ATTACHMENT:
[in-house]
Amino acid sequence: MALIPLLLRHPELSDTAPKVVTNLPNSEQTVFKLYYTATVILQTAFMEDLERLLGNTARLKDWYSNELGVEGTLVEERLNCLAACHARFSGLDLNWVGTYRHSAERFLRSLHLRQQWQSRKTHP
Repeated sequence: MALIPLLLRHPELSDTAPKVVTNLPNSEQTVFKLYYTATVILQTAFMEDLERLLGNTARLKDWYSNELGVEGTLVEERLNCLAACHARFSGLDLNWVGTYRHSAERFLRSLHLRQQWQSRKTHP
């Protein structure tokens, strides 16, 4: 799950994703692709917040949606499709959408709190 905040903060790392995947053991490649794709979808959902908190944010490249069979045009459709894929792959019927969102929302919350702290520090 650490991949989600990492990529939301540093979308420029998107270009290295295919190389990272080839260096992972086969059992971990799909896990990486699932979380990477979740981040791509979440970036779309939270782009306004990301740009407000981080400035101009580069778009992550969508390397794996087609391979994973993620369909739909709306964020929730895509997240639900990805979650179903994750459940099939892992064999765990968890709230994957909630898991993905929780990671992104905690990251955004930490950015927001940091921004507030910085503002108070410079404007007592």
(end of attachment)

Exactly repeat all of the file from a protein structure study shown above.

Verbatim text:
[in-house]
Amino acid sequence: MALIPLLLRHPELSDTAPKVVTNLPNSEQTVFKLYYTATVILQTAFMEDLERLLGNTARLKDWYSNELGVEGTLVEERLNCLAACHARFSGLDLNWVGTYRHSAERFLRSLHLRQQWQSRKTHP
Repeated sequence: MALIPLLLRHPELSDTAPKVVTNLPNSEQTVFKLYYTATVILQTAFMEDLERLLGNTARLKDWYSNELGVEGTLVEERLNCLAACHARFSGLDLNWVGTYRHSAERFLRSLHLRQQWQSRKTHP
């Protein structure tokens, strides 16, 4: 799950994703692709917040949606499709959408709190 905040903060790392995947053991490649794709979808959902908190944010490249069979045009459709894929792959019927969102929302919350702290520090 650490991949989600990492990529939301540093979308420029998107270009290295295919190389990272080839260096992972086969059992971990799909896990990486699932979380990477979740981040791509979440970036779309939270782009306004990301740009407000981080400035101009580069778009992550969508390397794996087609391979994973993620369909739909709306964020929730895509997240639900990805979650179903994750459940099939892992064999765990968890709230994957909630898991993905929780990671992104905690990251955004930490950015927001940091921004507030910085503002108070410079404007007592």